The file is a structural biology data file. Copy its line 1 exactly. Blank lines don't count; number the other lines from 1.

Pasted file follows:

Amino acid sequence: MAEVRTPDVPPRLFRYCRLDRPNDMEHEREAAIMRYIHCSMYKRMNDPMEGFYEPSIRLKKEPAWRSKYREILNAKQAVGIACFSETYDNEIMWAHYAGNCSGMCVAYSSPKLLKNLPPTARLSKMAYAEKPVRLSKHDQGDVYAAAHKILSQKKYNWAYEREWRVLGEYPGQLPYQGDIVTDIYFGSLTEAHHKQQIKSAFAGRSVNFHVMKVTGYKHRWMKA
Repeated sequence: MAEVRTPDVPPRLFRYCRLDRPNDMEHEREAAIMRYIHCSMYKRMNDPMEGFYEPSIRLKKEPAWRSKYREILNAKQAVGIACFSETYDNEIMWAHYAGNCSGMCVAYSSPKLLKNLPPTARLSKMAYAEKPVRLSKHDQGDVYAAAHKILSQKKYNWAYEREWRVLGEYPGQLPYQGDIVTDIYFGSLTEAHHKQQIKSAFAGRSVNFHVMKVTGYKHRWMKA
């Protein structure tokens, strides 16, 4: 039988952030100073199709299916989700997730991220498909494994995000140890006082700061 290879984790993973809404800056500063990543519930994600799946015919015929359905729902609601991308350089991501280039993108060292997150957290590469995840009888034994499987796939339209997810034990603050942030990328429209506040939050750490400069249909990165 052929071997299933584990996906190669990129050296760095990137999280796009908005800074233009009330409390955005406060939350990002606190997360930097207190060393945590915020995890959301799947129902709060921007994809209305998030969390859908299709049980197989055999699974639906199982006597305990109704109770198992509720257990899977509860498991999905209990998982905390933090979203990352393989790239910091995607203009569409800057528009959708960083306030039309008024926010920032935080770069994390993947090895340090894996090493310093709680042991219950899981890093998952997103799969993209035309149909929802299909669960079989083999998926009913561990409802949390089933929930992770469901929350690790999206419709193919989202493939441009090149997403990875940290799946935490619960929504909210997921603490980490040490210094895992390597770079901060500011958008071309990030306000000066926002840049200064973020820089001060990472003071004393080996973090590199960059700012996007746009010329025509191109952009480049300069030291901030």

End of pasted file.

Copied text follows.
Amino acid sequence: MAEVRTPDVPPRLFRYCRLDRPNDMEHEREAAIMRYIHCSMYKRMNDPMEGFYEPSIRLKKEPAWRSKYREILNAKQAVGIACFSETYDNEIMWAHYAGNCSGMCVAYSSPKLLKNLPPTARLSKMAYAEKPVRLSKHDQGDVYAAAHKILSQKKYNWAYEREWRVLGEYPGQLPYQGDIVTDIYFGSLTEAHHKQQIKSAFAGRSVNFHVMKVTGYKHRWMKA